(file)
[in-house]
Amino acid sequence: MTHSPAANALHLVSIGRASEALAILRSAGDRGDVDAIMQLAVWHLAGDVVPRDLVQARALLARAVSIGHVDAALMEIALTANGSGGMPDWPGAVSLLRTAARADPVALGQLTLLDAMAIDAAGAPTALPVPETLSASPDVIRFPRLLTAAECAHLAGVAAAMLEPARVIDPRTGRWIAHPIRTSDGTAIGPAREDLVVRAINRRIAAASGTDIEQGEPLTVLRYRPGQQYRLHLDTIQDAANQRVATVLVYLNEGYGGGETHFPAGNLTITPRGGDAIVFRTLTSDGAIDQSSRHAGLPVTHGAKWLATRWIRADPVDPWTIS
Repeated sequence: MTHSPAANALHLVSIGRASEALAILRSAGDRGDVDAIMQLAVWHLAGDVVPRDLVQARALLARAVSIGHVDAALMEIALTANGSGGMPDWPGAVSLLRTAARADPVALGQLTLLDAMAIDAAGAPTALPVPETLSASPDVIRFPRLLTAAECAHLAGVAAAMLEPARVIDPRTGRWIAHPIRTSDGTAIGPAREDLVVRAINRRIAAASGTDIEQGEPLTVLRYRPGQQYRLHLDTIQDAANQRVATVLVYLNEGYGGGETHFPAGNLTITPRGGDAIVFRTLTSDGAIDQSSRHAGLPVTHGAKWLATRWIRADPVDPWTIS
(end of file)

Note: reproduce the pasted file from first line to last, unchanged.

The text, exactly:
[in-house]
Amino acid sequence: MTHSPAANALHLVSIGRASEALAILRSAGDRGDVDAIMQLAVWHLAGDVVPRDLVQARALLARAVSIGHVDAALMEIALTANGSGGMPDWPGAVSLLRTAARADPVALGQLTLLDAMAIDAAGAPTALPVPETLSASPDVIRFPRLLTAAECAHLAGVAAAMLEPARVIDPRTGRWIAHPIRTSDGTAIGPAREDLVVRAINRRIAAASGTDIEQGEPLTVLRYRPGQQYRLHLDTIQDAANQRVATVLVYLNEGYGGGETHFPAGNLTITPRGGDAIVFRTLTSDGAIDQSSRHAGLPVTHGAKWLATRWIRADPVDPWTIS
Repeated sequence: MTHSPAANALHLVSIGRASEALAILRSAGDRGDVDAIMQLAVWHLAGDVVPRDLVQARALLARAVSIGHVDAALMEIALTANGSGGMPDWPGAVSLLRTAARADPVALGQLTLLDAMAIDAAGAPTALPVPETLSASPDVIRFPRLLTAAECAHLAGVAAAMLEPARVIDPRTGRWIAHPIRTSDGTAIGPAREDLVVRAINRRIAAASGTDIEQGEPLTVLRYRPGQQYRLHLDTIQDAANQRVATVLVYLNEGYGGGETHFPAGNLTITPRGGDAIVFRTLTSDGAIDQSSRHAGLPVTHGAKWLATRWIRADPVDPWTIS